Skyve Wine Bistro: New Seasonal Menu, Featuring One of the Best Beef Tartares

Skyve Wine Bistro

Skyve Wine Bistro

Chef Jachin Tan is back at Skyve Wine Bistro to re-complete the sister-brother power with Celine Tan, who runs the front of the house. This reunification was seen as timely for the introduction of a new seasonal menu, the focuses of which are in local produce, influences from multiple cuisines around the world – predominantly French – and a handful of dishes smoked in-house. Vibes wise, nothing much has changed since my first visit five years ago – there’s an outdoor seating area, a lounge area apt for drinking (but in my opinion also conducive enough for eating), and a proper dining area that is more brightly-lit.

For appetisers, Chef Jachin was mindful to reduce the overall rawness of the Beef Tartare ($18++) by substituting the usual raw egg yolk with miso-cured truffle yolk. Whilst I did not see the need to, that did not detract from the overall taste of it, and was in fact my favourite appetiser of the night. It was chunky and well-salted; the truffle was an added bonus. I’ve had my fair share of Beef Tartares, and I must say that Skyve’s rendition leaves the deepest impression.

Unfortunately, the Mediterranean Octopus ($18++) paled in comparison as it arrived dry, tough, and consequently rather bland. The Smoked Tomato ($12++) falls somewhere in between – while one can expect the smokiness from the Poi wood to be really noticeable and intense, and while I absolutely adore and appreciate smoked dishes, I find the price to portion ratio difficult to justify.

The mains similarly had hits and misses. The star of the night was the Hibachi Pork ($28++), which was fork-tender. The relatively high proportion of fats lends both flavour and textural dimensions to the meat. It was very much a comforting main course to have when coupled with the pommes puree. Pictured on the right is Lobster Sang Mee ($34++), essentially sang mee on steroid. I could spot no wrong in it, but there was nothing observably distinct either if you ask me. Commendable though, was the generous portion of meaty, sweet, and springy lobster – really well-executed in that regard.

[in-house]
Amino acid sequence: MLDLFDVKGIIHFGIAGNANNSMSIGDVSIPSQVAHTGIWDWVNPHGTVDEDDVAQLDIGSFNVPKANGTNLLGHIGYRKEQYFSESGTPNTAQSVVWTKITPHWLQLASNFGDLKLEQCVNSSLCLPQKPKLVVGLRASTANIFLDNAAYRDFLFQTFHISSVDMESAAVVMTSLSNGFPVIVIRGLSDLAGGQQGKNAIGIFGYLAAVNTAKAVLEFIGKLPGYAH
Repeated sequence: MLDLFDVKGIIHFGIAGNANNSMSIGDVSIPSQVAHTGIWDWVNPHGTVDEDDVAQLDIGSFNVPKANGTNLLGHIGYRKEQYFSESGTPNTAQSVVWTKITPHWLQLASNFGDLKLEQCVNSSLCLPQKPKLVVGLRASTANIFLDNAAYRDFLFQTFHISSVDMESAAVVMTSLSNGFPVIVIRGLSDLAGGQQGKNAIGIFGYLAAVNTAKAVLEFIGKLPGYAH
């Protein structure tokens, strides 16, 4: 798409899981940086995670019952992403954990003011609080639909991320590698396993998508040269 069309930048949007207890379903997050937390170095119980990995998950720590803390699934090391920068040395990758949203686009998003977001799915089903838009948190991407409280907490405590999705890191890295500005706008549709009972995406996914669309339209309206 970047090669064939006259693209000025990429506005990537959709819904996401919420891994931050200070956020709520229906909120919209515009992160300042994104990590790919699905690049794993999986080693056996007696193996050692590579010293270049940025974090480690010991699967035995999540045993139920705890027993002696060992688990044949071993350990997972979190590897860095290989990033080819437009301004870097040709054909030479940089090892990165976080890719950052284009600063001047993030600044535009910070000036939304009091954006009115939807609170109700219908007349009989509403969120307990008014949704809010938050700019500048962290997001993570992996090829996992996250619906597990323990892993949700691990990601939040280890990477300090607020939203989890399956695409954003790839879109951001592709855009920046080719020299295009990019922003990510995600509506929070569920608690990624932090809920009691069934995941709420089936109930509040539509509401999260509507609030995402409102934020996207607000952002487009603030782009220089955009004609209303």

What fell below expectation was the Smoked Tenderloin ($38++). Like the Smoked Tomato, Skyve smoked the cut with Poi wood. Here, the smoking process also involved coconut. To my untrained tongue, however, I could barely discern any difference from the two smoking process (otherwise the smokiness was extremely but pleasantly prominent). Apart from that, the cut was disappointingly tough. Due to the lack of fats and flavour, Tenderloin is not my favourite cut; but I do recognise that some enjoy the tenderness of it. Regrettably, even the tenderness was absent in this dish.

Desserts have my higher overall rating than the other courses, but I’d recommend their classic Molten Chocolate ($12++), the cake of which has a firm exterior texture, and a contrasting warm, soft inside neighbouring the molten chocolate lava. It comes moderately sweet, and is perfectly paired with potent salted caramel ice cream.

If you prefer something plain and straightforward, Semifreddo of Lime ($10++) is the way to go. The semi-frozen dessert, but really one whose taste is comparable to ice cream, is simply flavoured with lime but not unbearingly sour. The sable adds a welcomed textural dimension, whereas the blue pea flower “caviar” acts more like an embellishment. Their take on Tiramisu ($10++) showcases a layer of custard consistency, and might keep you awake for the rest of the evening given its strong coffee presence. However, I did not find it particularly memorable.

What’s worth ordering:
Beef Tartare ($18++)
Hibachi Pork ($28++)
Molten Chocolate ($12++)

Photos by Kathleen.
Address: 10 Winstedt Road, Block E, #01-17, Singapore 227977
Contact: +65 6225 6690 / enquiry@skyve.sg
Opening Hours: 12pm – 11pm (Mon – Thurs; last order 9.30pm); 12pm – 12am (Fri; last order 10.30pm); 10am – 12pm (Sat; last order 10.30pm); 10am – 11pm (Sun; PHs; last order 9.30pm)
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